To Your Health
October, 2020 (Vol. 14, Issue 10)
Baby on the Way? Get Your Vitamin D Levels Checked
By Editorial Staff
With the COVID-19 pandemic putting immune health front and center, the health benefits of vitamin D are taking center stage, as they should be. Combine that with the growing body of research suggesting maternal health habits can dramatically impact children's short- and long-term health, and it makes sense that maternal vitamin D status could be a critical health variable to assess.
As we discuss in another article in this issue of To Your Health, high blood pressure is an important risk factor for heart disease.
According to research published in JAMA Network Open
, babies whose mothers experienced pre-eclampsia
– a potential complication of pregnancy that can elevate blood pressure, and affect the kidneys and/or liver – are more likely to experience higher blood pressure between childhood and adolescence.
But here's the good news: Adequate cord blood levels of vitamin D (reflecting in utero vitamin D status) reduces the risk that the child experiences blood pressure elevations. The higher the vitamin D levels, the lower the risk.
Now here's the kicker: The study authors note, "Vitamin D deficiency has been associated with an increased risk of cardiovascular diseases including preeclampsia." In other words, vitamin D status doesn't just help avoid childhood blood pressure issues; it also reduces the mother's risk of developing the condition that leads to childhood BP issues in the first place!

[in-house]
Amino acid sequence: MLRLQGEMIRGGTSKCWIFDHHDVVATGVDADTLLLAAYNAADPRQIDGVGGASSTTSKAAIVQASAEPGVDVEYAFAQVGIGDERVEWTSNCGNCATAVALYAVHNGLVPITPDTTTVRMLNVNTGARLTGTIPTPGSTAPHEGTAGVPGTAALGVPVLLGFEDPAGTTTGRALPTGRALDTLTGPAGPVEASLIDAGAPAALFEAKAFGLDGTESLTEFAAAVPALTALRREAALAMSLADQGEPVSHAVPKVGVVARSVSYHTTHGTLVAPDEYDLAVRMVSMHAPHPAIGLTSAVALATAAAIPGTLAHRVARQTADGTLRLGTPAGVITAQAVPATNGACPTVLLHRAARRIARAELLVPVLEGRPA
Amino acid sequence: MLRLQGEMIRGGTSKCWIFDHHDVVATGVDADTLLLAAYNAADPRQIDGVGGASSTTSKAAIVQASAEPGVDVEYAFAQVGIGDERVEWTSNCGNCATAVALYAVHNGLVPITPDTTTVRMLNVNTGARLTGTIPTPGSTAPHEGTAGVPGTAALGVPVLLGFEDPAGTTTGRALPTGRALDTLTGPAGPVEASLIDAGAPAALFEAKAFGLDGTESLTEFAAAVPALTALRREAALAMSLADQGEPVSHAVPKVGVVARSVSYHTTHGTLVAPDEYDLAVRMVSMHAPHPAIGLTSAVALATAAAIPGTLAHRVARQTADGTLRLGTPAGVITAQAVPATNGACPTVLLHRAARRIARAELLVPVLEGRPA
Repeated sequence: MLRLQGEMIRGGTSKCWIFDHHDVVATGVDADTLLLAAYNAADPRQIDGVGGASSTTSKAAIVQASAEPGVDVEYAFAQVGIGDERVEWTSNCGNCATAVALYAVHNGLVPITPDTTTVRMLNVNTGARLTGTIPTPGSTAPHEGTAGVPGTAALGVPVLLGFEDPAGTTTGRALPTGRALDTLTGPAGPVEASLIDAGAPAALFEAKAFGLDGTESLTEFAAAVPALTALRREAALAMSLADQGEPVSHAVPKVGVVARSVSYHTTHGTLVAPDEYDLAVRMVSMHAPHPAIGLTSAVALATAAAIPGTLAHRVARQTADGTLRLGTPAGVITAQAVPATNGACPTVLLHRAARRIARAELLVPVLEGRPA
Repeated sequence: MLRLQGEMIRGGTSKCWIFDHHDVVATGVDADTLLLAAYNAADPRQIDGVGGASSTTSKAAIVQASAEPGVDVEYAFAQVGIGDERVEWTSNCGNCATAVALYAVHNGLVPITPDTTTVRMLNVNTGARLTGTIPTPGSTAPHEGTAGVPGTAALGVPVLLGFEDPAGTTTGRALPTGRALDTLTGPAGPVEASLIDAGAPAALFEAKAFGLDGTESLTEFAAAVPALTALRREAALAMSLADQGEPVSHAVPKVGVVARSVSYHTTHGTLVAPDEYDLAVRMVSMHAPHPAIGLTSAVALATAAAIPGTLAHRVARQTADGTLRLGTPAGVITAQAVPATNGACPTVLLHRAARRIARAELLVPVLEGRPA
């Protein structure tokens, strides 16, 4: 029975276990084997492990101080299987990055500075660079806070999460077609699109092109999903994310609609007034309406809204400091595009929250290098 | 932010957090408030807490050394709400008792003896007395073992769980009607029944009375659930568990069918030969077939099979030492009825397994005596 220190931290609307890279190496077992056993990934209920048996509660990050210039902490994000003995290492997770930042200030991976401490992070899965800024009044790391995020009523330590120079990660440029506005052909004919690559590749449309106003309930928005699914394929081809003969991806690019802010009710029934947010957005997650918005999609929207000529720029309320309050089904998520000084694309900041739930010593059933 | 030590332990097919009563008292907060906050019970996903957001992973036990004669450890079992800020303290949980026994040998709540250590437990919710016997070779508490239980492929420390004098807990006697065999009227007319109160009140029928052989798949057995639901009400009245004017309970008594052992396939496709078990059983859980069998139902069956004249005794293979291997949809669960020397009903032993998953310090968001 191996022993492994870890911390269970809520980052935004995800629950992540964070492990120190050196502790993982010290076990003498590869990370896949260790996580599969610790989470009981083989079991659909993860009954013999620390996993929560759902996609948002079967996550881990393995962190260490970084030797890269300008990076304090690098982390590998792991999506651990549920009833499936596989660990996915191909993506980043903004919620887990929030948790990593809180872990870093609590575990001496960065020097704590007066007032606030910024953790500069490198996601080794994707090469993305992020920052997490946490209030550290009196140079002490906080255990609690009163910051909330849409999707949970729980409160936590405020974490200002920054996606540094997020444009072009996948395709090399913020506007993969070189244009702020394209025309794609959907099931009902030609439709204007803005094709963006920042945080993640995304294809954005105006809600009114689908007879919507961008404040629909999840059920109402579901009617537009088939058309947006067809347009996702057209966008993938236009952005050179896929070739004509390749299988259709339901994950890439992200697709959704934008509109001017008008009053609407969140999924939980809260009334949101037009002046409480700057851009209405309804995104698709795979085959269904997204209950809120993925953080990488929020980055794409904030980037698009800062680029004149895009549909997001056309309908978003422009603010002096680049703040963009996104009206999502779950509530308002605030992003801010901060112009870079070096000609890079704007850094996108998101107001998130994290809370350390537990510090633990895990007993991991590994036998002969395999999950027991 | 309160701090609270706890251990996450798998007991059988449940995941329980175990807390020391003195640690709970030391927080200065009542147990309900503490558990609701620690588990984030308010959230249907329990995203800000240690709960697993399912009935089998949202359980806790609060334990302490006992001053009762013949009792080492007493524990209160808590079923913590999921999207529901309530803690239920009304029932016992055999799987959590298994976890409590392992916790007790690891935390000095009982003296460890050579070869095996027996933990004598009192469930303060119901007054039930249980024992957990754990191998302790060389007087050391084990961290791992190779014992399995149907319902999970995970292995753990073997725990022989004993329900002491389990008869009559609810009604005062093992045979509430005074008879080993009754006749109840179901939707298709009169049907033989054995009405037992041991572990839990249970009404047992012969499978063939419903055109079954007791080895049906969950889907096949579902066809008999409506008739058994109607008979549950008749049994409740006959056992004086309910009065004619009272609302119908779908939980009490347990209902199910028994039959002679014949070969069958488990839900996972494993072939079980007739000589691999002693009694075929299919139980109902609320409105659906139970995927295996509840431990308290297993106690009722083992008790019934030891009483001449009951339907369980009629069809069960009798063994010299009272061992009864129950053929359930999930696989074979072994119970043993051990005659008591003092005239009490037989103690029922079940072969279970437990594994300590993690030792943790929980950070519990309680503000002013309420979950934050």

If you're an expectant mother and think this doesn't apply to you, consider these two statistics: 1) Pre-eclampsia is the leading cause of pregnancy-related death worldwide; and 2) Approximately 42 percent of the U.S. population is vitamin-D deficient. When it comes to delivering a healthy child with normal blood pressure as they get older, that's a recipe for disaster – but it also offers the solution: vitamin D!
Talk to your doctor about the many benefits of vitamin D. If you're expecting a child, share these findings with your pediatrician so they can assess your vitamin D status and supplement if necessary. You and your child deserve it.